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Utah delegate’s libertarian leanings an uncomfortable fit at GOP convention

First Published      Last Updated Jul 20 2016 09:20 pm


Madsen » Outgoing state senator is struggling to grasp what the modern Republican Party stands for.

Cleveland • Mark Madsen came to his first Republican National Convention in 1984, a celebration of the Party of Reagan in Dallas, and he has been to a handful since.

In Cleveland, however, Madsen, a Utah delegate and state senator from Saratoga Springs, is less at home with today's brand of Republicanism, finding it an ill fit for a staunch believer in limited government and individual liberties.

"I'm wondering what this party is all about," Madsen said.

The political identity crisis has been heightened by the nomination of Donald Trump as its standard-bearer and has driven Madsen toward the Libertarian Party and its candidate, former New Mexico Gov. Gary Johnson.




Earlier this year, Madsen hosted Johnson during a visit to the Utah Legislature, and the senator introduced him to the Republican and Democratic caucuses. In April, Madsen gave the keynote at the state Libertarian Party convention. "I've been kind of an oddball legislator," Madsen told the gathering. "I don't fit. And it's been 12 years [in office] of kind of a square peg in a round hole."

In May, Madsen flew to Orlando, Fla., to speak at the Libertarian Party's national convention.

This week, during the Republican National Convention, Madsen said he is grasping for a sense of what the modern Republican Party stands for.

"A lot of people have taken the 'conservative' moniker and I wonder what they're conserving anymore, because the status quo is truly the bureaucratic administrative state, you know, the police state, the surveillance state," he said. "And it seems like so many people who call themselves conservative are more interested in conserving that than constitutional principles and the Bill of Rights."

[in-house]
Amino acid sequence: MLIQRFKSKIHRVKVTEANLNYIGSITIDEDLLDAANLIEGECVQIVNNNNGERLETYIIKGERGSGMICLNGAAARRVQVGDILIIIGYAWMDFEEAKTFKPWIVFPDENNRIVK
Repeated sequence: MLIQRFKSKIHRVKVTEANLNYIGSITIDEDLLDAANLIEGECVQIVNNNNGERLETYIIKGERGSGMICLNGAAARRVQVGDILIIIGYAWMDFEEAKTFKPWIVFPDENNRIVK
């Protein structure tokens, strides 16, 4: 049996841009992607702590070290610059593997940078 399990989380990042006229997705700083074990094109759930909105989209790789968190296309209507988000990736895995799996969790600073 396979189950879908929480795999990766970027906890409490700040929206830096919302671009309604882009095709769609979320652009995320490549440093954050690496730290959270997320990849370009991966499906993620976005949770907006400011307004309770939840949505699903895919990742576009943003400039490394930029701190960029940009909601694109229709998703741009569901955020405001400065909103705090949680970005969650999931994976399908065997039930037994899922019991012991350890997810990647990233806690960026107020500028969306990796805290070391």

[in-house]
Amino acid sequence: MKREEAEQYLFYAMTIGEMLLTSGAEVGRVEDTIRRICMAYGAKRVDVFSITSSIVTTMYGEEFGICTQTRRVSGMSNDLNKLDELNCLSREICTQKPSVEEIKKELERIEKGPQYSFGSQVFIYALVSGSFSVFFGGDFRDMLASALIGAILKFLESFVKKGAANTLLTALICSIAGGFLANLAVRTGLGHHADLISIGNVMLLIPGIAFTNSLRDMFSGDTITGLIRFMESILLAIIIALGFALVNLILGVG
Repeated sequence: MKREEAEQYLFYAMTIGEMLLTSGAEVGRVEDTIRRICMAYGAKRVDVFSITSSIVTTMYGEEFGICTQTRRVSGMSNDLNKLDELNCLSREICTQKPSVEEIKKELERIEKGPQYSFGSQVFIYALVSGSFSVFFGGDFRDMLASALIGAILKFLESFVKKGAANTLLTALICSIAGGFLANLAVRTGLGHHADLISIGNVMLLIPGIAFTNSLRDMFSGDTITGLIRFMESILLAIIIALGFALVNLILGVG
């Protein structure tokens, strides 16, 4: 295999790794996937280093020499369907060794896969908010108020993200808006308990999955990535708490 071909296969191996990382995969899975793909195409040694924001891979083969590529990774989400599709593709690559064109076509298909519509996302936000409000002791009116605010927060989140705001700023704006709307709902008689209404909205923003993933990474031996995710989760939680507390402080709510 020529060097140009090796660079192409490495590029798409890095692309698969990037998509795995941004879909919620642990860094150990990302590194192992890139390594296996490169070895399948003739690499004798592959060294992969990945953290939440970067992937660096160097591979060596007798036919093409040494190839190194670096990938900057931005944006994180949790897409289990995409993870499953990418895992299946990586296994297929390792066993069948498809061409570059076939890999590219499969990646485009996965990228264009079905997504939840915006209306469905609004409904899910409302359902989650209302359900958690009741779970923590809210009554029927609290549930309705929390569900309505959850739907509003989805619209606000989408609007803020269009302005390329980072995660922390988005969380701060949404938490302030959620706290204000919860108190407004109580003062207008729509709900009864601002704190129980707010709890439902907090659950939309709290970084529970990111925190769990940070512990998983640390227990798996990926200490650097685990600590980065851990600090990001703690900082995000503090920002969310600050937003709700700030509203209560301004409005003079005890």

Madsen, who is retiring from the Legislature this year, is an outspoken proponent of legalizing medical marijuana — as is Johnson — and said he was disappointed that a proposal to add language supporting medical cannabis to the GOP platform was soundly defeated.

But he views it as a larger trend toward the party of compromising on the concept of limited government.

"The whole thing is entirely owned by the [Senate Majority Leader] Mitch McConnells and the leadership in the Republican Party that, over time, has really selected lame candidates," Madsen said. "The so-called Democrat-light candidate, where we're halfway as good as them but we don't stand for a distinct set of principles. I don't know what this [party] stands for. … I don't know what's going on here."

gehrke@sltrib.com

Twitter: @RobertGehrke

 

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